2015 WOTUS rule now in effect in Ohio and Pennsylvania

The Obama-era EPA Waters of the United States ruling is now on the books in 26 states

drainage and waterway, WOTUS
(Farm and Dairy file photo)

(This article has been updated to include information about a court appeal.)

AUGUSTA, Ga. — A U.S. District Court has ruled that the Trump administration improperly suspended the Waters of the United States (WOTUS) rule.

The Environmental Protection Agency a year ago said it would repeal and replace the Obama-era regulation, and it delayed the rule’s effective date until 2020.

The rule, which took effect in August 2015, was enjoined in 24 states that brought lawsuits against it.

A U.S. District Court in Georgia in June issued a preliminary injunction against implementation of the regulation in Alabama, Florida, Georgia, Indiana, Kansas, Kentucky, North Carolina, South Carolina, Utah, West Virginia and Wisconsin, and a District Court in North Dakota in August 2015 did the same for Alaska, Arizona, Arkansas, Colorado, Idaho, Missouri, Montana, Nebraska, Nevada, New Mexico, North Dakota, South Dakota and Wyoming.

But U.S. District Judge David Norton in South Carolina on Aug. 16 agreed with environmental groups that EPA did not follow the Administrative Procedures Act when suspending the rule, making the regulation effective in the 26 states where it hadn’t been blocked, including Ohio and Pennsylvania.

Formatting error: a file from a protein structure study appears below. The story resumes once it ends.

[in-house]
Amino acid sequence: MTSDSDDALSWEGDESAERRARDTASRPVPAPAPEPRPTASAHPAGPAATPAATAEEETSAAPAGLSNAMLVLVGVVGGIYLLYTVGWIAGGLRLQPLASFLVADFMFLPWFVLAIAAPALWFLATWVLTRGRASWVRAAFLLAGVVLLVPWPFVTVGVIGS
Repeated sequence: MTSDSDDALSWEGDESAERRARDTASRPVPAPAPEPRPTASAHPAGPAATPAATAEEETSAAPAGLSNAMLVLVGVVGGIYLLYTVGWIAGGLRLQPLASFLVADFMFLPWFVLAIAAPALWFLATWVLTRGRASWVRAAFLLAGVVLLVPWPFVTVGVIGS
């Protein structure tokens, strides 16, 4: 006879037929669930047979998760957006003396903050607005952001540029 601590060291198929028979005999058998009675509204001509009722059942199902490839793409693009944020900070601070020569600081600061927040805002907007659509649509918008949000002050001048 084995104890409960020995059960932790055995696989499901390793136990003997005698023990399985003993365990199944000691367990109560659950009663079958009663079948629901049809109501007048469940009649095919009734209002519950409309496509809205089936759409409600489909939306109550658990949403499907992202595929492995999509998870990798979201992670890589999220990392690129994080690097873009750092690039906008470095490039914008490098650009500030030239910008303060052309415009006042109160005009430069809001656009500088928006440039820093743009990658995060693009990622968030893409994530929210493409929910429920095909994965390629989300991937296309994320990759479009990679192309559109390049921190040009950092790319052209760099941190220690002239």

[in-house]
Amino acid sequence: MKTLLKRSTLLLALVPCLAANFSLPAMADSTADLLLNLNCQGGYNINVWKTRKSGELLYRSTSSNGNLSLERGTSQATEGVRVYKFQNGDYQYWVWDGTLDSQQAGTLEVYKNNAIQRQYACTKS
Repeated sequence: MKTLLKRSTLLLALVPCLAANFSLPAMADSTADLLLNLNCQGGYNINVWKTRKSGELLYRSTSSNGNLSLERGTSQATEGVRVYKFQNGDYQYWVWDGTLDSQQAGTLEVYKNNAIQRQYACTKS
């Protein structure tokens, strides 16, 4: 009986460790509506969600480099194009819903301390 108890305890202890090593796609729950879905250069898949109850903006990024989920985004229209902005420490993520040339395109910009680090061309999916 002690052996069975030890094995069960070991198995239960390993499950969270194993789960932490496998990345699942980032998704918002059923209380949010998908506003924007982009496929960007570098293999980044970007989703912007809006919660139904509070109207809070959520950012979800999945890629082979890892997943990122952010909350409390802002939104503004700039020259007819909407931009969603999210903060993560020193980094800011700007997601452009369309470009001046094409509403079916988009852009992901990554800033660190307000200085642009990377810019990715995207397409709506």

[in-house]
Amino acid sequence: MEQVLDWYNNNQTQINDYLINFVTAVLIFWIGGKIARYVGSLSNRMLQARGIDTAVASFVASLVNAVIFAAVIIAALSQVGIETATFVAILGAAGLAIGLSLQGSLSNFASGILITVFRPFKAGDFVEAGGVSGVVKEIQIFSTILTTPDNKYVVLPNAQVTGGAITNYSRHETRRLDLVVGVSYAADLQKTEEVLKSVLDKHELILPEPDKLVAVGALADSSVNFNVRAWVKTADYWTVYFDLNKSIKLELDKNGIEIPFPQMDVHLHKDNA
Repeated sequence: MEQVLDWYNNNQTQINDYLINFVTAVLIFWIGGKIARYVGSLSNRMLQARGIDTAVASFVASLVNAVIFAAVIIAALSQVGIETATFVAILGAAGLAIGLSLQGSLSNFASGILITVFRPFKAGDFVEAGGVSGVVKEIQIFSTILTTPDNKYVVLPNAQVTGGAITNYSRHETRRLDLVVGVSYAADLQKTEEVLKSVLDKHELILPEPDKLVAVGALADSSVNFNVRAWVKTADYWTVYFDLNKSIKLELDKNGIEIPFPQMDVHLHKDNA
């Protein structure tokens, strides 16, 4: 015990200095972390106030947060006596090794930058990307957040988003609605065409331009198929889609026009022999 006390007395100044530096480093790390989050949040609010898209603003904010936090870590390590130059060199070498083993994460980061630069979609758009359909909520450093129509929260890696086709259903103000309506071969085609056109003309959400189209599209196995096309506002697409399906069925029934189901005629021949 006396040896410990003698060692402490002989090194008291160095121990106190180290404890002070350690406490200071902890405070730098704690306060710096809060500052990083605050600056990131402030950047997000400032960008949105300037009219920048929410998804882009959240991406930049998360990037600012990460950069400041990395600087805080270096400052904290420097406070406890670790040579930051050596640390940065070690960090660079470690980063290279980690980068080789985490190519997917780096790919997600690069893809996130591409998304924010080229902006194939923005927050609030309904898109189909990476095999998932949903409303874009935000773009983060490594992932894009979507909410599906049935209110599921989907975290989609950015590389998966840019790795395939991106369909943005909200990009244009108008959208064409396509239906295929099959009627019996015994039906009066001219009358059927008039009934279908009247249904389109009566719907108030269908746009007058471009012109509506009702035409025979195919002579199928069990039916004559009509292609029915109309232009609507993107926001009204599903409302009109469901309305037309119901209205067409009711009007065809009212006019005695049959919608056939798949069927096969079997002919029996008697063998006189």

On Aug. 20, a broad coalition of industry groups asked the court to delay implementation of its Aug. 16 order while the groups appeal the court’s decision.

Nationwide WOTUS stay still in works

Earlier this year, the business and agricultural coalition asked the U.S. District Court for the Southern District of Texas for a nationwide stay of the WOTUS rule, arguing that the EPA’s repeal-and-replace process likely will be subjected to legal challenges and that “a nationwide preliminary injunction is imperative.”

The WOTUS rule expanded EPA’s authority over various waters to include, among other water bodies, upstream waters and intermittent and ephemeral streams such as the kind farmers use for drainage and irrigation. It also covered lands adjacent to such waters.

The agency’s jurisdiction had included only “navigable” waters and waters with a significant hydrologic connection to navigable waters.

* *

See related news: https://www.farmanddairy.com/tag/wotus


Up-to-date agriculture news in your inbox!



We are glad you have chosen to leave a comment. Please keep in mind that comments are moderated according to our comment policy.

Receive emails as this discussion progresses.